Dr. Tracy Gustilo joins Ecumenical Patriarch at ecological summit in Turkey

For the sake of worldwide cooperation and conversation about pressing environmental issues, His All-Holiness Ecumenical Patriarch Bartholomew hosted the third Halki Summit in Istanbul, Turkey from May 31 to June 4, 2019. Halki III brought together distinguished representatives of Orthodox theological schools and seminaries from all over the world—some fifty delegates from over forty institutions, including St. Vladimir’s Seminary—to focus on the theme of “Theological Formation and Ecological Awareness.” Prominent environmental theologians from Roman Catholic and Protestant churches also participated.

Dr. Gustilo with His All-Holiness Ecumenical Patriarch BartholomewDr. Gustilo with His All-Holiness Ecumenical Patriarch BartholomewPresentations and discussions were focused on the importance of curriculum and theological education for addressing present-day ecological concerns. His All-Holiness Bartholomew addressed the summit to encourage its work, and Metropolitan John (Zizioulas) of Pergamon set the tone with an opening meditation on eucharistic liturgy. High-level presentations that followed included discussion about the role of wisdom in creation theology, the importance of understanding humans to be part of creation (and not just individual agents surrounded by an “environment”), liturgy, and the role of scripture study, the natural sciences, and whole-institution involvement. The second day of the summit brought a lively set of presentations on everything from an important World Council of Churches (WCC) initiative for greening parishes to raising awareness of food culture, to the influence monasteries can have through farming as outreach, hospitality, and spiritual care.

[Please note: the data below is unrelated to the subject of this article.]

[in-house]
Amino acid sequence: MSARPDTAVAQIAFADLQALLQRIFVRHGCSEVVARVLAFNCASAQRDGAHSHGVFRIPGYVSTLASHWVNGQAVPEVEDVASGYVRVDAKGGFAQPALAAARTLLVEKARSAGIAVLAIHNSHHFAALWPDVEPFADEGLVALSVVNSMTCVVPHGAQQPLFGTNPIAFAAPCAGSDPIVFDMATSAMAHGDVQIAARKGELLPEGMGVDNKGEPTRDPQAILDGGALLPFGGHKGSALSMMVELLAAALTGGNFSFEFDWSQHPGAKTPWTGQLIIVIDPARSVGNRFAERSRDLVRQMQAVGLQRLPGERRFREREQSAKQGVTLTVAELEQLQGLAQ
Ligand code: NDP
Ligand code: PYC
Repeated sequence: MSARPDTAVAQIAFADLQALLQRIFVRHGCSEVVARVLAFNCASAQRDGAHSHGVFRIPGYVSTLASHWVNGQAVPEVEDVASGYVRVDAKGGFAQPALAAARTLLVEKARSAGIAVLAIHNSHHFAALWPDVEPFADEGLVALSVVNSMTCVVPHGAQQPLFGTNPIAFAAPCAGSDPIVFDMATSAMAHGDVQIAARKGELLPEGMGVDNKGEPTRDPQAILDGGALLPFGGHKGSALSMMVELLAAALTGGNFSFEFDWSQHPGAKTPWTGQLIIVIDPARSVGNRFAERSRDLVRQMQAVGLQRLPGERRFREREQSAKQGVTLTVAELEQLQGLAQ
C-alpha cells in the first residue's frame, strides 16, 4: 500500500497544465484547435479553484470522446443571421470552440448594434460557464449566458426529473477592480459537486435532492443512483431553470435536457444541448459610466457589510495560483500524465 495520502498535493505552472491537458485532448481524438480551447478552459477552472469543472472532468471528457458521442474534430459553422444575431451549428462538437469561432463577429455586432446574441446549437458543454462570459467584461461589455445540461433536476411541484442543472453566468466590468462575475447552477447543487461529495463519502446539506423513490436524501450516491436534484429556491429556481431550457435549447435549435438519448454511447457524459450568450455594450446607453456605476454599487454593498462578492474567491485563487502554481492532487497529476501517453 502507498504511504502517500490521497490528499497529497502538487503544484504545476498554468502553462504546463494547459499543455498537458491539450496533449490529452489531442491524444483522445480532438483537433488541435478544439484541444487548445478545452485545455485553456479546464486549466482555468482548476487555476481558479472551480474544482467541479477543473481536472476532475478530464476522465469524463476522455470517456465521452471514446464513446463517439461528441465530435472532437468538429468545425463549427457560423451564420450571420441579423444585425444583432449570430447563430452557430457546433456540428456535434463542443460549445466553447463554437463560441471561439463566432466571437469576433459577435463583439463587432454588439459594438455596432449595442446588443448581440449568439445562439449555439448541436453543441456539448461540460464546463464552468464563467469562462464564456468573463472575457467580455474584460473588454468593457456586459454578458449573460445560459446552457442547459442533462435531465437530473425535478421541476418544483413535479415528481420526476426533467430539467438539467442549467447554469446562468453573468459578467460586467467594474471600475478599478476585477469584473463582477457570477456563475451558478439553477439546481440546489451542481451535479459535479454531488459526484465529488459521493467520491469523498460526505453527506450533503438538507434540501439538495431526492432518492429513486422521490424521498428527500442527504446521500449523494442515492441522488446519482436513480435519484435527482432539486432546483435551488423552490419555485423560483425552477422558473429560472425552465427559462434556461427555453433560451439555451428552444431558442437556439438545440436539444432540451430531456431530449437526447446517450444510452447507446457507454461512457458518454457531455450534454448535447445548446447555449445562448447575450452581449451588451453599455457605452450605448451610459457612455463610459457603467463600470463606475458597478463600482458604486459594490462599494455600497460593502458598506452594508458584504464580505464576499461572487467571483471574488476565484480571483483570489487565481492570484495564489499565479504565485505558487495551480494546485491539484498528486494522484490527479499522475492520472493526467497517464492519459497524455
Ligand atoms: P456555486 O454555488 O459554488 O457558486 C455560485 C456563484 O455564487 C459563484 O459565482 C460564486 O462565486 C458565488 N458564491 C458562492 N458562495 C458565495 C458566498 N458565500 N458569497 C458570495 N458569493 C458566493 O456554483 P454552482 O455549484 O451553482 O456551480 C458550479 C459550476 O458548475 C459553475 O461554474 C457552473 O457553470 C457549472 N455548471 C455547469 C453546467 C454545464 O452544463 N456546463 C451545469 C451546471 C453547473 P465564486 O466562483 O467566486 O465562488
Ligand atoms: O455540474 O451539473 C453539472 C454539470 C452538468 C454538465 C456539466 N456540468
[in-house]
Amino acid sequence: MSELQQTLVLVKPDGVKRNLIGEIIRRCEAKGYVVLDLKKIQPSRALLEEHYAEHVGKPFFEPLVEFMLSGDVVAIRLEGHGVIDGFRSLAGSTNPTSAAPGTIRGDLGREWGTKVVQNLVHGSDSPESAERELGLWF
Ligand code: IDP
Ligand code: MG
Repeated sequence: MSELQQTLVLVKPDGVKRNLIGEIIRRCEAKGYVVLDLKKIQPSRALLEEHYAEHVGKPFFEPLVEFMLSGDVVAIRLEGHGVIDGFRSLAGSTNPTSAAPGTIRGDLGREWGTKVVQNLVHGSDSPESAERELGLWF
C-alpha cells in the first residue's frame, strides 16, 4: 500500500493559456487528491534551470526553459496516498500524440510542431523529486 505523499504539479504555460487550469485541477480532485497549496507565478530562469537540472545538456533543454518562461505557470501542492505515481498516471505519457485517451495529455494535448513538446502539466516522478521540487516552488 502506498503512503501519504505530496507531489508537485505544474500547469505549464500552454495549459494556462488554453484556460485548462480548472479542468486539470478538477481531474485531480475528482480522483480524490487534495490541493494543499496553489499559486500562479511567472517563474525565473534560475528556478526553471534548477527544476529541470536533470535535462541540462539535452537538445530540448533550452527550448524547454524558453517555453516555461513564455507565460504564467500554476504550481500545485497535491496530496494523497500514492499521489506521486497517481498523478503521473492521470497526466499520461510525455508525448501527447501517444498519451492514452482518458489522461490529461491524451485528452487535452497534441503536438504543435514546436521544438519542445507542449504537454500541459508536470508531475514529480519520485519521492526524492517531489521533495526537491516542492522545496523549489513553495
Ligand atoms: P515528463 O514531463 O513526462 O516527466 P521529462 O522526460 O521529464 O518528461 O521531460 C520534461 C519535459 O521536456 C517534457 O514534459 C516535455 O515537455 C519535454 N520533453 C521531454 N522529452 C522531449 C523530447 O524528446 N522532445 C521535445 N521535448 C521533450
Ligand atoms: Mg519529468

There was much interest from all participants to bridge from theology into practice, and to work across the curriculum of theological schools, rather than just add a single course or elective. Orthodox liturgical and spiritual traditions are uniquely positioned to address the deep (and spiritual) roots of climate change, threats to the ecological health of the planet, its ecosystems, and species, and the resulting injustice to the poor, refugees, and indigenous peoples.

The challenge now is to bring our theology to bear by collaborating with other Christian churches and religious traditions, and with non-religious organizations and scientific experts, to prepare clergy, church leaders, and the laity in parishes to play a much greater part in addressing complex problems. These problems will find no solution without spiritual and religious motivation and guidance. The world has long been watching — and waiting — for the Church to take an active role and visible leadership in addressing global concerns.

His-All Holiness, “The Green Patriarch,” has led the way for thirty years, but he expressed grief that so much remains to be done. He is looking to seminaries and theological schools to step up their attention and focus.

To that end, I chaired the session on eco-theological curriculum. I also shared about the Seminary’s Vision 2020 initiative and the student-led (and very active) St. Herman Society for Orthodox Ecology on campus. Significantly, I wasn’t the only person representing St. Vladimir’s at the summit. My fellow faculty member Dr. Gayle Woloschak also took part, as did current Doctor of Ministry student Nathan Hoppe and Alumni Fr. Mardiros Chevian, Dn. Alexander Calikyan, and Bogdan Neacsiu.

Following Halki III, a working group is being formed to continue the conversation specifically in terms of seminary education.